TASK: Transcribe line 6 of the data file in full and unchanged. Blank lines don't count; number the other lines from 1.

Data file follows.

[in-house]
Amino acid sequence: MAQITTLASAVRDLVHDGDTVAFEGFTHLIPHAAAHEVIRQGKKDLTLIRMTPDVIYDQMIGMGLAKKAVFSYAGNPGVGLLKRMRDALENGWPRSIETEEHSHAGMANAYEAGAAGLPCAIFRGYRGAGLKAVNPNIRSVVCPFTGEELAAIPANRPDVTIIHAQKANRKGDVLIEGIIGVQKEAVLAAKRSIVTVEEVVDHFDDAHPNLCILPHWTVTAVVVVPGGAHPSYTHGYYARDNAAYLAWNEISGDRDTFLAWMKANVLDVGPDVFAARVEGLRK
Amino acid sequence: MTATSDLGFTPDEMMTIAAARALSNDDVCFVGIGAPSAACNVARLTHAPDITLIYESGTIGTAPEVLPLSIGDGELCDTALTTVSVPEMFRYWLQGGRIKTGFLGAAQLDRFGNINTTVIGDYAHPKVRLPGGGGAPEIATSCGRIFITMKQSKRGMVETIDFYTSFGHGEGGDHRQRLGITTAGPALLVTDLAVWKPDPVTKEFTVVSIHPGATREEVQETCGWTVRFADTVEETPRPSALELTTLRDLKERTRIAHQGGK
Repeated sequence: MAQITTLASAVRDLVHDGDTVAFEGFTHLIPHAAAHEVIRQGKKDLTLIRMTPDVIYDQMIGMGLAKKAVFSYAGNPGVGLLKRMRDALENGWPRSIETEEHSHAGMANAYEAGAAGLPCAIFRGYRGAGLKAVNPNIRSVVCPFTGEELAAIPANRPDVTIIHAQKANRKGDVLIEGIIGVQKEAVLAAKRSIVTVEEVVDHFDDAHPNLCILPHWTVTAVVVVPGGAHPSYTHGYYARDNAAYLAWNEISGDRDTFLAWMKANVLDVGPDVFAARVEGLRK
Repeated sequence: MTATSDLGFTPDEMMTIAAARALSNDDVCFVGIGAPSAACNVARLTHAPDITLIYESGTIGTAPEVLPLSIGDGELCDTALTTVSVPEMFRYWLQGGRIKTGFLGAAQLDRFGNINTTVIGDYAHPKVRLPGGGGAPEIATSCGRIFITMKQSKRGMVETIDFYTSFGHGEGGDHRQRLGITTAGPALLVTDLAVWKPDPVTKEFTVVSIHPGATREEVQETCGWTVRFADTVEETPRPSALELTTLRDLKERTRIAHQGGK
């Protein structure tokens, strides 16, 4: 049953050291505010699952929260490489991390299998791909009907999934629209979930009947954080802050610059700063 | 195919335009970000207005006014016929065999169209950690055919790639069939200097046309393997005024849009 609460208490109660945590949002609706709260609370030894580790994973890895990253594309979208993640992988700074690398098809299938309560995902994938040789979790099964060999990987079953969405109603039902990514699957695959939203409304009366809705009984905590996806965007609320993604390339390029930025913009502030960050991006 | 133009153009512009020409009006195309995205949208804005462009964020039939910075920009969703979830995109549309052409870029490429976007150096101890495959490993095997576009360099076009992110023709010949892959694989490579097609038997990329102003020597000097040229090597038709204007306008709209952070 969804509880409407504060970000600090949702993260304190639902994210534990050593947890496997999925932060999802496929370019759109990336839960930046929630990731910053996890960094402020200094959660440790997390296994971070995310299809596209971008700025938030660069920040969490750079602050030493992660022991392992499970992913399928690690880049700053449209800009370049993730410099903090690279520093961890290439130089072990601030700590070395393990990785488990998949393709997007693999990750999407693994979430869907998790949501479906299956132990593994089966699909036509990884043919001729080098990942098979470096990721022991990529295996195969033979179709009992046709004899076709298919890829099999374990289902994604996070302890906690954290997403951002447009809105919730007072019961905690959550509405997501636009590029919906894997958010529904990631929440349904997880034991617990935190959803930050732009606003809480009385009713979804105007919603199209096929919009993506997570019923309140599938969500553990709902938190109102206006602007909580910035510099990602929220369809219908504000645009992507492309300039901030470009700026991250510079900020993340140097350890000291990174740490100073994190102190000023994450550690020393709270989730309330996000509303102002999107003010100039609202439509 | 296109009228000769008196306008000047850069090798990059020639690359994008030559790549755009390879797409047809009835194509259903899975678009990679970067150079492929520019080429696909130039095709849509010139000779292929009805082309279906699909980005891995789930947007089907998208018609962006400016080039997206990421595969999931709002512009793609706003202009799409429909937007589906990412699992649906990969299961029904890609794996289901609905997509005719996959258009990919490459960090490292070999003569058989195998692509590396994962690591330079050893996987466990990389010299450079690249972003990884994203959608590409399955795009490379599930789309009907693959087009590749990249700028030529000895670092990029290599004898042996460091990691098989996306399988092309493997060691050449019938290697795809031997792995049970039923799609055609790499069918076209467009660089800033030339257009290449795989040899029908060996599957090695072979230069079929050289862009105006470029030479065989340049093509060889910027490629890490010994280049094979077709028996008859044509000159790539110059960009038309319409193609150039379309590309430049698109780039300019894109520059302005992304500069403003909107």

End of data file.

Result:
């Protein structure tokens, strides 16, 4: 049953050291505010699952929260490489991390299998791909009907999934629209979930009947954080802050610059700063 | 195919335009970000207005006014016929065999169209950690055919790639069939200097046309393997005024849009 609460208490109660945590949002609706709260609370030894580790994973890895990253594309979208993640992988700074690398098809299938309560995902994938040789979790099964060999990987079953969405109603039902990514699957695959939203409304009366809705009984905590996806965007609320993604390339390029930025913009502030960050991006 | 133009153009512009020409009006195309995205949208804005462009964020039939910075920009969703979830995109549309052409870029490429976007150096101890495959490993095997576009360099076009992110023709010949892959694989490579097609038997990329102003020597000097040229090597038709204007306008709209952070 969804509880409407504060970000600090949702993260304190639902994210534990050593947890496997999925932060999802496929370019759109990336839960930046929630990731910053996890960094402020200094959660440790997390296994971070995310299809596209971008700025938030660069920040969490750079602050030493992660022991392992499970992913399928690690880049700053449209800009370049993730410099903090690279520093961890290439130089072990601030700590070395393990990785488990998949393709997007693999990750999407693994979430869907998790949501479906299956132990593994089966699909036509990884043919001729080098990942098979470096990721022991990529295996195969033979179709009992046709004899076709298919890829099999374990289902994604996070302890906690954290997403951002447009809105919730007072019961905690959550509405997501636009590029919906894997958010529904990631929440349904997880034991617990935190959803930050732009606003809480009385009713979804105007919603199209096929919009993506997570019923309140599938969500553990709902938190109102206006602007909580910035510099990602929220369809219908504000645009992507492309300039901030470009700026991250510079900020993340140097350890000291990174740490100073994190102190000023994450550690020393709270989730309330996000509303102002999107003010100039609202439509 | 296109009228000769008196306008000047850069090798990059020639690359994008030559790549755009390879797409047809009835194509259903899975678009990679970067150079492929520019080429696909130039095709849509010139000779292929009805082309279906699909980005891995789930947007089907998208018609962006400016080039997206990421595969999931709002512009793609706003202009799409429909937007589906990412699992649906990969299961029904890609794996289901609905997509005719996959258009990919490459960090490292070999003569058989195998692509590396994962690591330079050893996987466990990389010299450079690249972003990884994203959608590409399955795009490379599930789309009907693959087009590749990249700028030529000895670092990029290599004898042996460091990691098989996306399988092309493997060691050449019938290697795809031997792995049970039923799609055609790499069918076209467009660089800033030339257009290449795989040899029908060996599957090695072979230069079929050289862009105006470029030479065989340049093509060889910027490629890490010994280049094979077709028996008859044509000159790539110059960009038309319409193609150039379309590309430049698109780039300019894109520059302005992304500069403003909107």